The Wonder Working God by Jared Wilson. I’ve always enjoyed Wilson’s books so I was excited to read this one. In this book Wilson dives into the subject of miracles and helps the reader understand what miracles are all about. Wilson says, “Miracles do not serve so much to prove that there is a God but that the Lord is God and we are not” (page 13). Throughout this book Wilson discusses various miracles Jesus performed and helps us understand what they reveal about Him. Many of the miracles that are discussed in this book are ones I have heard, read, and even studied many times, but I seemed to learn something new about each one of them from this book. I look forward to hopefully reading Wilson’s book The Storytelling God soon, in which Wilson talks about the parables of Jesus.
The 7 Best Practices for Teaching Teenagers the Bible by Andy Blanks. This is a book that has been on my shelve for a while. I try and read as many books on teaching and preaching as possible. Before taking this book off my shelve it had been awhile since I read a book on specifically teaching the Bible to teenagers. Since I do that on a weekly basis I’m always willing to learn more and sharpen my skills. In this book Blanks shares (you probably already guessed it from the title) seven best practices to help you become a better teacher of the Bible to teenagers. Teaching the Bible to teenagers is not an easy task and to do it well is even harder. In this book Blanks shares tons of practical advice and insights to help you become a better teacher. I’d encourage anyone who teaches the Bible to teenagers, whether that’s a full-time student pastor or a volunteer leader, to do yourself a favor and read this book. It’s a good, simple read that will help you tremendously.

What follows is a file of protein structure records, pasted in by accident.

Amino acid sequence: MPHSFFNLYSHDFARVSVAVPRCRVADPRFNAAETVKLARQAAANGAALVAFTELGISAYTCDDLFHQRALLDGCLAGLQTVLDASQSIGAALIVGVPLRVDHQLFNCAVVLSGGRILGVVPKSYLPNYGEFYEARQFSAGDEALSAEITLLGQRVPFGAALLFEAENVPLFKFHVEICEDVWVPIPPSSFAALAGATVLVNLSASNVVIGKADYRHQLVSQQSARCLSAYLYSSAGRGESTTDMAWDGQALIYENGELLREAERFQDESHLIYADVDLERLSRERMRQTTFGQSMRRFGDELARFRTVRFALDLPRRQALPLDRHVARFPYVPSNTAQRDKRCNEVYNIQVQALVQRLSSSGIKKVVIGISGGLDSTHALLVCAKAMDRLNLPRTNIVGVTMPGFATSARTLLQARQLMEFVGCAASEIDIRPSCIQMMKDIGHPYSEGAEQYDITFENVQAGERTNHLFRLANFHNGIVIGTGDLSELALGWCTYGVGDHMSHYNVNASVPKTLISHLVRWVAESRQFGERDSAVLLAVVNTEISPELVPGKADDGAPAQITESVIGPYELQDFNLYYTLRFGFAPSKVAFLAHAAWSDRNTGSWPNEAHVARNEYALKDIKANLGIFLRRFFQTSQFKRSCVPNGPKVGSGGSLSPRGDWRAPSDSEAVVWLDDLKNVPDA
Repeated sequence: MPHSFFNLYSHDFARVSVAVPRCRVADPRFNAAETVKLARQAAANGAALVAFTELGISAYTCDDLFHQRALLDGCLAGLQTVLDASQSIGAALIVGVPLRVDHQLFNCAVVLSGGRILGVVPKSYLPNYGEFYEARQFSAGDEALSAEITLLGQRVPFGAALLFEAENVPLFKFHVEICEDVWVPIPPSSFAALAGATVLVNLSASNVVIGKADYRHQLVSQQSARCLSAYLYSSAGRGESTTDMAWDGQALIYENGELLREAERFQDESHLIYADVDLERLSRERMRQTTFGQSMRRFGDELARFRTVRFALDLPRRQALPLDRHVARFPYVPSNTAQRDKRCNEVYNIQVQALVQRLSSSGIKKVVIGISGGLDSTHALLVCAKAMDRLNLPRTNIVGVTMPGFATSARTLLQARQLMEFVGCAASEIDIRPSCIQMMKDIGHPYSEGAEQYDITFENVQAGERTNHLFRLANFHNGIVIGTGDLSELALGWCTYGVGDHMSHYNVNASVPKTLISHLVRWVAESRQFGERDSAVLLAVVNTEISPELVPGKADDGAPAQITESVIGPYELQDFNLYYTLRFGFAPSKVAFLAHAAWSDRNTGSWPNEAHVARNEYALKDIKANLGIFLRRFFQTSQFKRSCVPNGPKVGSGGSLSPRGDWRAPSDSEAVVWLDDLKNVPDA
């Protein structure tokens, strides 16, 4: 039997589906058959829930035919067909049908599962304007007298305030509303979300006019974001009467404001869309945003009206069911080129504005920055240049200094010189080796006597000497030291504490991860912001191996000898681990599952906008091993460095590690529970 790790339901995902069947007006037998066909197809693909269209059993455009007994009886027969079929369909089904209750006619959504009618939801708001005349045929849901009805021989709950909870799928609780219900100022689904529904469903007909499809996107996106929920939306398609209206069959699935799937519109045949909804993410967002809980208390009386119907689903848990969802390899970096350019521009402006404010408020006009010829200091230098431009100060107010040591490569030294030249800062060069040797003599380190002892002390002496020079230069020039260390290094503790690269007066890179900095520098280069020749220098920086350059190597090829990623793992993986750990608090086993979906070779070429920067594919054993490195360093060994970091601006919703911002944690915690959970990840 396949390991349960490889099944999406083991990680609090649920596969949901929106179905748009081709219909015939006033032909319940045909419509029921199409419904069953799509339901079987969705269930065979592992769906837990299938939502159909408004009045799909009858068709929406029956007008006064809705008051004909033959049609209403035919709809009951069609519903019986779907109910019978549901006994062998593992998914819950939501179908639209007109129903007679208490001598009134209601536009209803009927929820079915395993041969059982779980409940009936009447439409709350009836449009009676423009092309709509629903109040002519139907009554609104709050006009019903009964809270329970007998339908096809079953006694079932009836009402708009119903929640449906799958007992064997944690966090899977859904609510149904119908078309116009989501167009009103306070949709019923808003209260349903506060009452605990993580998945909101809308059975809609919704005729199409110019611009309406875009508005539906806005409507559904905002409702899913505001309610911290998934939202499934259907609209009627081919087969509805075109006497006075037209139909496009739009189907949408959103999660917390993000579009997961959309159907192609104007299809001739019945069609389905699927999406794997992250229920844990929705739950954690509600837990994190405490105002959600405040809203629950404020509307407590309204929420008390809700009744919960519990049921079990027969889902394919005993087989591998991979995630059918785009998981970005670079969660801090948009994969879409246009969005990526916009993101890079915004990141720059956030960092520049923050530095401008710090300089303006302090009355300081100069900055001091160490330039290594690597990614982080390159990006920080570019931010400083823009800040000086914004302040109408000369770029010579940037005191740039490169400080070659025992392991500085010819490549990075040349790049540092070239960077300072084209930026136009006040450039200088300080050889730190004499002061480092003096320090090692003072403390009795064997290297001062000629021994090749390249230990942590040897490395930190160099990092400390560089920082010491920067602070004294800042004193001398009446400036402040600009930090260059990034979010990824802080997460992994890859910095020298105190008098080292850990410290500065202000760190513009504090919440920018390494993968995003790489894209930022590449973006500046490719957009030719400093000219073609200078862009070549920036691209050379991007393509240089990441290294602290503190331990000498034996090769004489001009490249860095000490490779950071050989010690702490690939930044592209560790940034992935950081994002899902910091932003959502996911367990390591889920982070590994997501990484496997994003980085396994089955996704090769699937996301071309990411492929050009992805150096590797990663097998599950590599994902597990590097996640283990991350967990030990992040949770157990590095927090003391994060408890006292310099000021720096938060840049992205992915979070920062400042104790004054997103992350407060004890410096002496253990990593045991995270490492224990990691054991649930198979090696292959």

Better Safe Than Sued by Jack Crabtree. Student pastors and youth workers don’t always like the word “safety.” It’s an area that is often times overlooked for the sake of a crazy game or thrilling activity. Crabtree says, “Safety is one of the last concerns discussed as youth activities are planned and implemented” (page 13). However, one of our top priorities in student ministry should be the safety of the students God has placed under our care. We know the top priority is helping students come to know Jesus and grow in a relationship with Him, but another serious priority is keeping those students we are trying to reach safe. Crabtree says, “In addition to the important job of communicating the Christian message to young people, a youth ministry leader must also provide a safe, responsible environment” (page 20). In this book Crabtree helps student pastors understand the importance of safety and helping them stay away from any form of lawsuit or negative experience because safety was not a concern. I liked the wide range of topics regarding safety Crabtree covers in this book. Everything from driving and using vans and buses to sexual misconduct is discussed in this book. Also, there are some great chapters on safety regarding mission trips, retreats, and seasonal sports. There is also a very helpful chapter on bullying. This is one of those student ministry books that I believe every student pastor should read. It will make you a better student pastor and will help you create a ministry that is not only fun (which we all want), but also safe.
Up next on my reading list is Courageous Leadership by Bill Hybels and A Fresh Look at the Book of Jonah by Greg Laurie. I also plan to finish Seven Men by Eric Metaxas and The Pursuit of God by A.W. Tozer soon.